While it looks like an APS compact film camera in the mid 90’s or even a digital point-and-shoot today, the Olympus XA is actually a “full frame” 35mm rangefinder camera introduced in 1979! The XA is one of the smallest 35mm rangefinder cameras ever made, it could even be the smallest of the smallest (anyone who can confirm this will be greatly appreciated). Also, information on the design history of the XA shows that this little camera is the result of genius engineering of its era. First of all, the XA shutter, with a speed range of 10 seconds – 1/500 seconds, is so highly precise and compact that it requires a very small magnet to operate. This magnet is so small that no commonly used material at that time is suitable and a rare earth element is needed to be used! Also, the XA has a “feather touch” shutter release that reduce camera shake which is usually associated with small cameras.
Another important technological highlight is the XA’s lens. This little F. Zuiko 35mm f2.8 lens is not a simple 4-element Tessar (as many would guess) nor a collapsable design like the Rollei 35 and Minox 35. It is indeed a complicated 6-element/5 groups reversed retro-focus design that can reach a resolution comparable to many pro-quality full size 35mm lenses.
The XA is a aperture-priority only camera. To do exposure compensation, you can either use the +1.5 stop switch at the bottom of the camera (the same switch also functions as battery check and self-timer) or use the ASA film speed dial to get more precise compensation up to 1/3 stop per step. Another neat feature is the chosen shutter speed is displayed in the viewfinder which is a feature welcomed by many photographers.
Unlike many other compact cameras, the XA does not have a built-in flash probably due to its small size. So instead, an attachable accessory flash is used. The A11 flash in the photo above provides automatic flash for ASA100 and ASA400 with a guide number of 10. You can also fire the flash in full power manual mode. The A11 is so small that it uses only a single AA battery but it also takes a full 7 seconds for each recharge! There is a more powerful flash called the A16 available with a guide number of 16. However, it requires two AA batteries and its size is more than half the size of the camera itself. In my opinion, it totally defeats the super compact design of the XA.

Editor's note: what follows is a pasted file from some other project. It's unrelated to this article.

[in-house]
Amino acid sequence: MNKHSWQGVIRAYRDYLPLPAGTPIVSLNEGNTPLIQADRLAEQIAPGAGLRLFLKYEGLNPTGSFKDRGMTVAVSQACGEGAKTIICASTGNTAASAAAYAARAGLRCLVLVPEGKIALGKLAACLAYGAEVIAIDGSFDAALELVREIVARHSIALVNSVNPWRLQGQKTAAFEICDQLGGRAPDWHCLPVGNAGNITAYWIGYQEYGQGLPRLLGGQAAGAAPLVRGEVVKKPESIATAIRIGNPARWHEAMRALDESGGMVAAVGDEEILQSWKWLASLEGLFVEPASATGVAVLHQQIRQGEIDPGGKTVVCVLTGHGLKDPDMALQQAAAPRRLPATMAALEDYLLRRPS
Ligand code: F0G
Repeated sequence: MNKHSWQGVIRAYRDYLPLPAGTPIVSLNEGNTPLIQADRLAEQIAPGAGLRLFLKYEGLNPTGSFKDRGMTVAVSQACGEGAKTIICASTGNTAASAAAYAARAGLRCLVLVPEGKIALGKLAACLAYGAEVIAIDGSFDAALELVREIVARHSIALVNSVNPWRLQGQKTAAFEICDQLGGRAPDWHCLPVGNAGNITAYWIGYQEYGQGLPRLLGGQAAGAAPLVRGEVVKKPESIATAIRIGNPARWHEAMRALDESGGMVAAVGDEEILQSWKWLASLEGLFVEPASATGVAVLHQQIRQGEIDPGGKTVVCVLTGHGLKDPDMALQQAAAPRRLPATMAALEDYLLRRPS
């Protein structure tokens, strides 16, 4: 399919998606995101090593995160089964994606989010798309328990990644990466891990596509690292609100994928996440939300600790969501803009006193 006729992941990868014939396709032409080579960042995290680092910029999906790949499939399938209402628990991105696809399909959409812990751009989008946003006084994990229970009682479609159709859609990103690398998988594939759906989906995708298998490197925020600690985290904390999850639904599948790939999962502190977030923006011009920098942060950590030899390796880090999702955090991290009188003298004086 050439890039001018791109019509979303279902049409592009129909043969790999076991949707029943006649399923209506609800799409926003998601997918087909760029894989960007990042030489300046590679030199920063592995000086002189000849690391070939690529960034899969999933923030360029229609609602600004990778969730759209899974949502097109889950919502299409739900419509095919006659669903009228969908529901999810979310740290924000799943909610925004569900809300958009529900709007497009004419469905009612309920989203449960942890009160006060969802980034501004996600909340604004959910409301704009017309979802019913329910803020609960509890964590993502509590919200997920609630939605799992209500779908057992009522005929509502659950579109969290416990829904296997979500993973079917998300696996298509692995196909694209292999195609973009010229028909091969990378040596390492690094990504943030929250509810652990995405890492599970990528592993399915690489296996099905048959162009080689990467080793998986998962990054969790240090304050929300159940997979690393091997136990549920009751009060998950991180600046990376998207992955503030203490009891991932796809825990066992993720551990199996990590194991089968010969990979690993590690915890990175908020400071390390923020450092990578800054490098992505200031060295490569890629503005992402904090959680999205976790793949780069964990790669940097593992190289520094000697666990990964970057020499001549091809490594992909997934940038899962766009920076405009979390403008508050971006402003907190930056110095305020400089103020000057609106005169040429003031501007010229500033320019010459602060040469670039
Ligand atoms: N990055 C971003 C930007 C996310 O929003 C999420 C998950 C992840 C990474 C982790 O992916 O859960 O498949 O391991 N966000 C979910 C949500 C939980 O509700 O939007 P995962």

Little Brothers and Sisters:
Olympus introduced 4 other cameras with similar design after the XA. All of them are simpler and fully automatic point-and-shoot designs. They are:
- XA1 (1982) – battery-less fully automatic exposure by using a selenium meter, 35mm f4 fixed focus lens, dedicated flash A9M (miniaturized A11).
- XA2 (1981) – battery powered fully automatic exposure, 35mm f3.5 zone focus lens, different colors available (an edgy marketing scheme at that time).
- XA3 (1985) – basically a XA2 with automatic film speed setting for DX-coded films and manual film speed setting up to ASA1600 (XA only capable of up to ASA800).
- XA4 (1985) – a XA3 with a 28mm f3.5 wide-angle lens capable of close focusing up to 0.3m (XA only focus to 0.85m), low power dedicated flash A9L for close up which uses a non-user-replacable lithium battery.
Below are two photos taken with the XA, one using Fomapan 100 and one using Fujifilm XTRA 400. Note the colors in which the XA lens produced in the second photo, in my opinion, it is kind of like the result of a Leitz Summicron-M 35mm f2 (a good friend of mine once lent me his M4-2 for a test-run after CLA).
The Story behind my Olympus XA…
I bought this camera from a used camera store via the Internet. It is the first camera I have bought online and delivered via mail. The store sent me detailed photos of the camera before I made the purchase and the staff is quite knowledgable which gave me confidence in making up my mind.
It was my intention to use the XA as a daily carry-around camera. Indeed, I have used the camera for street photography, fine art project and even travel photography. To me, if I need to shoot high-quality landscape photos while I am high in mountains and on rough terrains in which the situations prohibit me to carry a medium format or even a 35mm SLR, I would bring the XA along and load it with Ilford Delta 100 or even Pan F 50.
Status: In Collection